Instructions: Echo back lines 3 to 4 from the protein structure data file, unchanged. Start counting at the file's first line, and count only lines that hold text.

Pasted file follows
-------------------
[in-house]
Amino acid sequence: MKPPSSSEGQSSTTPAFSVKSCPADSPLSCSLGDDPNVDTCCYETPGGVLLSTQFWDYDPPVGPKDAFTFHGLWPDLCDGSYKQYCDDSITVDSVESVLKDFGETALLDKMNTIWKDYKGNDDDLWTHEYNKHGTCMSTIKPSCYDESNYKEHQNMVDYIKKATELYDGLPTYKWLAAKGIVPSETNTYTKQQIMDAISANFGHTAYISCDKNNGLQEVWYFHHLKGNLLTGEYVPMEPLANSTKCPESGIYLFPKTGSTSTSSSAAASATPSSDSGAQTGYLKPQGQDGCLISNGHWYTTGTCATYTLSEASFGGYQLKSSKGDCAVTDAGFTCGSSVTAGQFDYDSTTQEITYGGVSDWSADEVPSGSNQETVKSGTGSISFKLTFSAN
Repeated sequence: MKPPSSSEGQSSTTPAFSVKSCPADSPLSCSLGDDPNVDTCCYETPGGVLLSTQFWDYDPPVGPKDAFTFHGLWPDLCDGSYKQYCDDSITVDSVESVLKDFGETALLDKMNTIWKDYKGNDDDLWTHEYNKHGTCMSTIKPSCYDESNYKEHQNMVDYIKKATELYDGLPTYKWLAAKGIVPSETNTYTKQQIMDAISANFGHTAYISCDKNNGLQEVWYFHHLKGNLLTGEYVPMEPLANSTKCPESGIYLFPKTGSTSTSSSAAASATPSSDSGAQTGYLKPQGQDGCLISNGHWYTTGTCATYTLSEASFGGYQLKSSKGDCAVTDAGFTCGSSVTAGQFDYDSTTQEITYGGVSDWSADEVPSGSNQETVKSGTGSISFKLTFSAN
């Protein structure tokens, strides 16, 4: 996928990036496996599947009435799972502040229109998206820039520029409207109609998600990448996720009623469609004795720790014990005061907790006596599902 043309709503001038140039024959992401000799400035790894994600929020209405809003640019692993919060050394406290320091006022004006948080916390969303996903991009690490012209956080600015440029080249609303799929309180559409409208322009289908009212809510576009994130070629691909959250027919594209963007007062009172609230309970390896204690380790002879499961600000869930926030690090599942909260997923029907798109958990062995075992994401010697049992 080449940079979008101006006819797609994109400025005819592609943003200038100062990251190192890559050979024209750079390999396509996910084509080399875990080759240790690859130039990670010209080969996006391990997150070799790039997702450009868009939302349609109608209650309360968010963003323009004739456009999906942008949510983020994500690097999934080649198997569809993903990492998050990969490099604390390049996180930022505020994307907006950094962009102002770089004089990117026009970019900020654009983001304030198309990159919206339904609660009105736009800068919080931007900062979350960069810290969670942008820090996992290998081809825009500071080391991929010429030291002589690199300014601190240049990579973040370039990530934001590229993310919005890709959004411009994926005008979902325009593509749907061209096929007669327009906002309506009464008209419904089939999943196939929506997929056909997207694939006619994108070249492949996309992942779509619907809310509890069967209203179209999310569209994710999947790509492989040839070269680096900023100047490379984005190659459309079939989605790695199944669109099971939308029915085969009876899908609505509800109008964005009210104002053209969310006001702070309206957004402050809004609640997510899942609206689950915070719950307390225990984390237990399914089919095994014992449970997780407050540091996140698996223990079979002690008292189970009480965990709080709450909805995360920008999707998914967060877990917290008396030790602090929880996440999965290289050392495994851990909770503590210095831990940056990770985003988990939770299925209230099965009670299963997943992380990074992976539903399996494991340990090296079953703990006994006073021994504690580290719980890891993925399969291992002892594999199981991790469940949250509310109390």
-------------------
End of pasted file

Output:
Repeated sequence: MKPPSSSEGQSSTTPAFSVKSCPADSPLSCSLGDDPNVDTCCYETPGGVLLSTQFWDYDPPVGPKDAFTFHGLWPDLCDGSYKQYCDDSITVDSVESVLKDFGETALLDKMNTIWKDYKGNDDDLWTHEYNKHGTCMSTIKPSCYDESNYKEHQNMVDYIKKATELYDGLPTYKWLAAKGIVPSETNTYTKQQIMDAISANFGHTAYISCDKNNGLQEVWYFHHLKGNLLTGEYVPMEPLANSTKCPESGIYLFPKTGSTSTSSSAAASATPSSDSGAQTGYLKPQGQDGCLISNGHWYTTGTCATYTLSEASFGGYQLKSSKGDCAVTDAGFTCGSSVTAGQFDYDSTTQEITYGGVSDWSADEVPSGSNQETVKSGTGSISFKLTFSAN
């Protein structure tokens, strides 16, 4: 996928990036496996599947009435799972502040229109998206820039520029409207109609998600990448996720009623469609004795720790014990005061907790006596599902 043309709503001038140039024959992401000799400035790894994600929020209405809003640019692993919060050394406290320091006022004006948080916390969303996903991009690490012209956080600015440029080249609303799929309180559409409208322009289908009212809510576009994130070629691909959250027919594209963007007062009172609230309970390896204690380790002879499961600000869930926030690090599942909260997923029907798109958990062995075992994401010697049992 080449940079979008101006006819797609994109400025005819592609943003200038100062990251190192890559050979024209750079390999396509996910084509080399875990080759240790690859130039990670010209080969996006391990997150070799790039997702450009868009939302349609109608209650309360968010963003323009004739456009999906942008949510983020994500690097999934080649198997569809993903990492998050990969490099604390390049996180930022505020994307907006950094962009102002770089004089990117026009970019900020654009983001304030198309990159919206339904609660009105736009800068919080931007900062979350960069810290969670942008820090996992290998081809825009500071080391991929010429030291002589690199300014601190240049990579973040370039990530934001590229993310919005890709959004411009994926005008979902325009593509749907061209096929007669327009906002309506009464008209419904089939999943196939929506997929056909997207694939006619994108070249492949996309992942779509619907809310509890069967209203179209999310569209994710999947790509492989040839070269680096900023100047490379984005190659459309079939989605790695199944669109099971939308029915085969009876899908609505509800109008964005009210104002053209969310006001702070309206957004402050809004609640997510899942609206689950915070719950307390225990984390237990399914089919095994014992449970997780407050540091996140698996223990079979002690008292189970009480965990709080709450909805995360920008999707998914967060877990917290008396030790602090929880996440999965290289050392495994851990909770503590210095831990940056990770985003988990939770299925209230099965009670299963997943992380990074992976539903399996494991340990090296079953703990006994006073021994504690580290719980890891993925399969291992002892594999199981991790469940949250509310109390």